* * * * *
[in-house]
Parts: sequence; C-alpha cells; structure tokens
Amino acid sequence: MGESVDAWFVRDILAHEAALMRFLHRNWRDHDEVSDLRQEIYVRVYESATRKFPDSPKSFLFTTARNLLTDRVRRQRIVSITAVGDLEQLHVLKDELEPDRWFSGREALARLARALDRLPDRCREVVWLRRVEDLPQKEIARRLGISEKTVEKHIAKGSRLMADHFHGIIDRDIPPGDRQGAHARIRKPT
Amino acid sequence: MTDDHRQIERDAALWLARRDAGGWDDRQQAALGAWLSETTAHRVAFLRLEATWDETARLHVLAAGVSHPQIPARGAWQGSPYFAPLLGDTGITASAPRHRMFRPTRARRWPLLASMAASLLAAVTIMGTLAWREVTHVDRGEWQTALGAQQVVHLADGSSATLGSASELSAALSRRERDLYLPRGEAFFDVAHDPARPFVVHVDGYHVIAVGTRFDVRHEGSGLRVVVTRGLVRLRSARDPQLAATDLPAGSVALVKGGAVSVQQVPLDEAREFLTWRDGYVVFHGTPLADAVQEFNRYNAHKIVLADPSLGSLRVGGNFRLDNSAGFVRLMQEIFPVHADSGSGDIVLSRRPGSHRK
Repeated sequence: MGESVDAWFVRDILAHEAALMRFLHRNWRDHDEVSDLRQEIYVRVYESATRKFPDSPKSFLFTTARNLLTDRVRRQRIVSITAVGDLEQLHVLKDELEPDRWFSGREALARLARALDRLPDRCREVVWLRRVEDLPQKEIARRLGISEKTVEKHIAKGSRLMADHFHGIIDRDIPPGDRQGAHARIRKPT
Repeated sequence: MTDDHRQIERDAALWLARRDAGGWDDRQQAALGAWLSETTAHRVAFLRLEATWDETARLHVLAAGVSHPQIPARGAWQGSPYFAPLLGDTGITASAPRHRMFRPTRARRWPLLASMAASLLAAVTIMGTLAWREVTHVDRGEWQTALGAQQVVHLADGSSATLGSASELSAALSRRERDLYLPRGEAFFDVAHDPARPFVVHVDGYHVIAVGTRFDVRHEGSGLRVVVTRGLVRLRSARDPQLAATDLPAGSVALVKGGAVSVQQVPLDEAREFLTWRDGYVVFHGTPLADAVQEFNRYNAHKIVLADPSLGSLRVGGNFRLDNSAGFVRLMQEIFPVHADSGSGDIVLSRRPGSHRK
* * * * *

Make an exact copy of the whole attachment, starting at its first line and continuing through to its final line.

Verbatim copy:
[in-house]
Parts: sequence; C-alpha cells; structure tokens
Amino acid sequence: MGESVDAWFVRDILAHEAALMRFLHRNWRDHDEVSDLRQEIYVRVYESATRKFPDSPKSFLFTTARNLLTDRVRRQRIVSITAVGDLEQLHVLKDELEPDRWFSGREALARLARALDRLPDRCREVVWLRRVEDLPQKEIARRLGISEKTVEKHIAKGSRLMADHFHGIIDRDIPPGDRQGAHARIRKPT
Amino acid sequence: MTDDHRQIERDAALWLARRDAGGWDDRQQAALGAWLSETTAHRVAFLRLEATWDETARLHVLAAGVSHPQIPARGAWQGSPYFAPLLGDTGITASAPRHRMFRPTRARRWPLLASMAASLLAAVTIMGTLAWREVTHVDRGEWQTALGAQQVVHLADGSSATLGSASELSAALSRRERDLYLPRGEAFFDVAHDPARPFVVHVDGYHVIAVGTRFDVRHEGSGLRVVVTRGLVRLRSARDPQLAATDLPAGSVALVKGGAVSVQQVPLDEAREFLTWRDGYVVFHGTPLADAVQEFNRYNAHKIVLADPSLGSLRVGGNFRLDNSAGFVRLMQEIFPVHADSGSGDIVLSRRPGSHRK
Repeated sequence: MGESVDAWFVRDILAHEAALMRFLHRNWRDHDEVSDLRQEIYVRVYESATRKFPDSPKSFLFTTARNLLTDRVRRQRIVSITAVGDLEQLHVLKDELEPDRWFSGREALARLARALDRLPDRCREVVWLRRVEDLPQKEIARRLGISEKTVEKHIAKGSRLMADHFHGIIDRDIPPGDRQGAHARIRKPT
Repeated sequence: MTDDHRQIERDAALWLARRDAGGWDDRQQAALGAWLSETTAHRVAFLRLEATWDETARLHVLAAGVSHPQIPARGAWQGSPYFAPLLGDTGITASAPRHRMFRPTRARRWPLLASMAASLLAAVTIMGTLAWREVTHVDRGEWQTALGAQQVVHLADGSSATLGSASELSAALSRRERDLYLPRGEAFFDVAHDPARPFVVHVDGYHVIAVGTRFDVRHEGSGLRVVVTRGLVRLRSARDPQLAATDLPAGSVALVKGGAVSVQQVPLDEAREFLTWRDGYVVFHGTPLADAVQEFNRYNAHKIVLADPSLGSLRVGGNFRLDNSAGFVRLMQEIFPVHADSGSGDIVLSRRPGSHRK